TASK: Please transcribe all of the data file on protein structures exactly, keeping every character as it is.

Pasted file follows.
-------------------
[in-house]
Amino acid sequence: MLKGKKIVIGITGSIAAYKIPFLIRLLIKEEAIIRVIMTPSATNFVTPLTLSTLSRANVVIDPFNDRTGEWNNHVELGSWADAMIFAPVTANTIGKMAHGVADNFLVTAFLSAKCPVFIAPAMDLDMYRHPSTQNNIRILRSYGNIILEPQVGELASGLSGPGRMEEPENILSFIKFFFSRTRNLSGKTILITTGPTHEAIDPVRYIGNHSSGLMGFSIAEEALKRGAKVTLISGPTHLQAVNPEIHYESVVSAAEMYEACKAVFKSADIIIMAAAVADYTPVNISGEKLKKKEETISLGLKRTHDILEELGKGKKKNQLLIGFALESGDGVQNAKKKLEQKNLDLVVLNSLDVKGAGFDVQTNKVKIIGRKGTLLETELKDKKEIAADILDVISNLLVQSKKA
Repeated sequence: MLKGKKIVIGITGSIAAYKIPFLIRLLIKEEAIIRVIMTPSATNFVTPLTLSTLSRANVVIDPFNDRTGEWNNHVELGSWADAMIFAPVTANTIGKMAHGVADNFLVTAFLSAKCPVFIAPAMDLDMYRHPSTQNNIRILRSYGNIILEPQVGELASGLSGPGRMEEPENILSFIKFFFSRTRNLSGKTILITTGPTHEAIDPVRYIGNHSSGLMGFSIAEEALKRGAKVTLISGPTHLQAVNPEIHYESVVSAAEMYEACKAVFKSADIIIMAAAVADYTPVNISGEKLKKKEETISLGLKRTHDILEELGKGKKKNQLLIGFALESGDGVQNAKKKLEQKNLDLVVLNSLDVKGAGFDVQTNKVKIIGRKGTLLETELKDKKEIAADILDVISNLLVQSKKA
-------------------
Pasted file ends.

[in-house]
Amino acid sequence: MLKGKKIVIGITGSIAAYKIPFLIRLLIKEEAIIRVIMTPSATNFVTPLTLSTLSRANVVIDPFNDRTGEWNNHVELGSWADAMIFAPVTANTIGKMAHGVADNFLVTAFLSAKCPVFIAPAMDLDMYRHPSTQNNIRILRSYGNIILEPQVGELASGLSGPGRMEEPENILSFIKFFFSRTRNLSGKTILITTGPTHEAIDPVRYIGNHSSGLMGFSIAEEALKRGAKVTLISGPTHLQAVNPEIHYESVVSAAEMYEACKAVFKSADIIIMAAAVADYTPVNISGEKLKKKEETISLGLKRTHDILEELGKGKKKNQLLIGFALESGDGVQNAKKKLEQKNLDLVVLNSLDVKGAGFDVQTNKVKIIGRKGTLLETELKDKKEIAADILDVISNLLVQSKKA
Repeated sequence: MLKGKKIVIGITGSIAAYKIPFLIRLLIKEEAIIRVIMTPSATNFVTPLTLSTLSRANVVIDPFNDRTGEWNNHVELGSWADAMIFAPVTANTIGKMAHGVADNFLVTAFLSAKCPVFIAPAMDLDMYRHPSTQNNIRILRSYGNIILEPQVGELASGLSGPGRMEEPENILSFIKFFFSRTRNLSGKTILITTGPTHEAIDPVRYIGNHSSGLMGFSIAEEALKRGAKVTLISGPTHLQAVNPEIHYESVVSAAEMYEACKAVFKSADIIIMAAAVADYTPVNISGEKLKKKEETISLGLKRTHDILEELGKGKKKNQLLIGFALESGDGVQNAKKKLEQKNLDLVVLNSLDVKGAGFDVQTNKVKIIGRKGTLLETELKDKKEIAADILDVISNLLVQSKKA